January 10, 2017
Senator Jeff Sessions (R-Ala.) is used to sitting in on Judiciary Committee hearings. He's just not used to being the subject of them. That all changed today, when the longtime member was on the opposite side of the table of his colleagues to discuss his confirmation as U.S. Attorney General. For Sessions, it was the first real opportunity he's had to defend himself against the ridiculous attacks of the Left about his record in Alabama. Alleging decades-old racism, liberals have gone on the warpath against the southern leader, much to the frustration of a chorus of African Americans (including Democrats) who've worked with Sessions and have nothing but respect for his record. FRC's Ken Blackwell was just one of the leaders who voiced his frustrations against what he calls a liberal "lynching" of the former state attorney general.
Still, Senator Diane Feinstein (D-Calif.) warned at the outset that there would be no lenience for one of their own. "The process is going to be fair and thorough," Feinstein said. "But today, we're not being asked to evaluate him as a senator. We're being asked to evaluate him as the Attorney General of the United States." Right off the bat, Senator Sessions proved he was up to the task, outlining what he considered the most important qualifications for AG: providing accountability in the administration and faithfulness to the law.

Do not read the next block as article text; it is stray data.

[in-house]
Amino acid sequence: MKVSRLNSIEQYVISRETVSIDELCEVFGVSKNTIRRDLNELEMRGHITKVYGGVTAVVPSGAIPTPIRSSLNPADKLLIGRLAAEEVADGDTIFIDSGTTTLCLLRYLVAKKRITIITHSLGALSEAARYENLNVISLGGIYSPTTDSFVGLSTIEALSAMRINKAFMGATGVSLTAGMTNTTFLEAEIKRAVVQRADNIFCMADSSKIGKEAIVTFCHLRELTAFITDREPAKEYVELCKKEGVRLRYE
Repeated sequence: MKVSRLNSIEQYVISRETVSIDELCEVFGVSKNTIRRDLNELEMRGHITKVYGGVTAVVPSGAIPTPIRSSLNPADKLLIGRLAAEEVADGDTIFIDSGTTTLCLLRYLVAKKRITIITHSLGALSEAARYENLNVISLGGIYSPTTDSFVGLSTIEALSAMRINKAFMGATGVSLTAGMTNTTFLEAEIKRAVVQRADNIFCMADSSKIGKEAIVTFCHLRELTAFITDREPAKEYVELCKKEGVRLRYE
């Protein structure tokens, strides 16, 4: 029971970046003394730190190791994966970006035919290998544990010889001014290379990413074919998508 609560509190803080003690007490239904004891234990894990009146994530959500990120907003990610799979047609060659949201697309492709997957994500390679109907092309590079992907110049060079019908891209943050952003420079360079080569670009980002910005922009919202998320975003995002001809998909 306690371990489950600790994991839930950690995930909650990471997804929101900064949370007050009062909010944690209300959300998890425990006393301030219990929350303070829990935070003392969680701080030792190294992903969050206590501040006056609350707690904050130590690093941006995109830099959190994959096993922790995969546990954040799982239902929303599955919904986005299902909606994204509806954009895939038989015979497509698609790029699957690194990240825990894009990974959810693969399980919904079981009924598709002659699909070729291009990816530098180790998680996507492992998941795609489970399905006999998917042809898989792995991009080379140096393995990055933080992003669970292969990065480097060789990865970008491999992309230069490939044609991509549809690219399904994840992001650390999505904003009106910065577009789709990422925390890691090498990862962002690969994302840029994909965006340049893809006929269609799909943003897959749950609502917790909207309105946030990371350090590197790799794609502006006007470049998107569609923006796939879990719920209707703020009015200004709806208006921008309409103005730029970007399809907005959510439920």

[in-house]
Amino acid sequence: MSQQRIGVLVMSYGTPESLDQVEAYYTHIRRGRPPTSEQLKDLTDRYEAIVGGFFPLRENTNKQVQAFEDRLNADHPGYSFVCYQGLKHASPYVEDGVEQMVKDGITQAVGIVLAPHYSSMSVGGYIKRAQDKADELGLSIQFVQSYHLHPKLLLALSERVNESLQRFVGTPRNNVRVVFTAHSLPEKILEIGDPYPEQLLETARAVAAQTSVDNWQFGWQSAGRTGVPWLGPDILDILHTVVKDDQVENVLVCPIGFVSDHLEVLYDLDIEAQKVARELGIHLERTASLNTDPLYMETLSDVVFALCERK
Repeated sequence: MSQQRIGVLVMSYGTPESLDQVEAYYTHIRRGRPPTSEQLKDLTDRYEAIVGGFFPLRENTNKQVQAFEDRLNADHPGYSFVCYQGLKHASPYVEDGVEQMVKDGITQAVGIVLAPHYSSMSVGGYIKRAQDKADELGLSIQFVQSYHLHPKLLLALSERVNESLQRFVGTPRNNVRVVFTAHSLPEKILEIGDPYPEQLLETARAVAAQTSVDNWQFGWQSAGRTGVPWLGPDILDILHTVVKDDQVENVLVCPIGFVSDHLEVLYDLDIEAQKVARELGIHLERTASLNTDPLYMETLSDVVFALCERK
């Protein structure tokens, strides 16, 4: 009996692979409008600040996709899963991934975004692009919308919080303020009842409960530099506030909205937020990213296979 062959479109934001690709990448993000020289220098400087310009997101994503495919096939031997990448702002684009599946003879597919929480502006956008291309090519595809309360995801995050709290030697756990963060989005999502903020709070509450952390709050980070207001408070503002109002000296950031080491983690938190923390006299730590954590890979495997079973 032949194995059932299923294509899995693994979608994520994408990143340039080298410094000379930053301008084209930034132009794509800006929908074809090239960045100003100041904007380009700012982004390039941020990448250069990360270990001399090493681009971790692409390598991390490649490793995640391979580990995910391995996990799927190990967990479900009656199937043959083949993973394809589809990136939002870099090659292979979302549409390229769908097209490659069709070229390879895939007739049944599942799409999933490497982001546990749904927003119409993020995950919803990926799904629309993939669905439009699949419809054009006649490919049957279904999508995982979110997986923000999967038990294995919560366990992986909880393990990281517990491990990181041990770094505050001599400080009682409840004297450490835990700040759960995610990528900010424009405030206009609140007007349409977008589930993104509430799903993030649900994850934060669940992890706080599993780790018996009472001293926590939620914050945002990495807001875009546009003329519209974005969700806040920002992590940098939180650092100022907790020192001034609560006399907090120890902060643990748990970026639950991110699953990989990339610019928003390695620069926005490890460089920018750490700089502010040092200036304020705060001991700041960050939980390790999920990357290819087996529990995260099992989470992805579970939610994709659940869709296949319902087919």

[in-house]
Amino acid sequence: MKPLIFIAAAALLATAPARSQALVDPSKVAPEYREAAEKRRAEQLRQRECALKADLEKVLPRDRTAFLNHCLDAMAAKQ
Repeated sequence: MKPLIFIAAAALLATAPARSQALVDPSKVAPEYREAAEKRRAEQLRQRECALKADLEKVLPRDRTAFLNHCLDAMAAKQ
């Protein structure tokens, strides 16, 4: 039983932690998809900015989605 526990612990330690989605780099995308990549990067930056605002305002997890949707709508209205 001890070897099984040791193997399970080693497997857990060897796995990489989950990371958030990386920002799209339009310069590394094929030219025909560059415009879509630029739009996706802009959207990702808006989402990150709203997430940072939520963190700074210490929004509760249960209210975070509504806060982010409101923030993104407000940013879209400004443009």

"I come before you today as a colleague, who's worked with you for years -- and some of you 20 years. You know who I am. You know what I believe in. You know that I'm a man of my word and can be trusted to do what I say I will do. You know that I revere the Constitution, [and] that I'm committed to the rule of law. And you know that I believe in fairness and impartiality and equal justice under law. Over the years you've heard me say many times that I love the Department of Justice. The office of Attorney General of the United States is not a normal political office, and anyone who holds it must have total fidelity to the laws and the Constitution of the United States. He or she must be committed to following the law. He or she must be willing to tell the president or other top officials 'no' if he or they overreach. He or she cannot be a mere rubber stamp. He or she must set the example for the employees of the department to do the right thing and ensure that when they do the right thing they know the attorney general will back them up -- no matter what politician might call or what powerful special interest, influential contributor or friend might try to intervene. The message must be clear, everyone is expected to do their duty."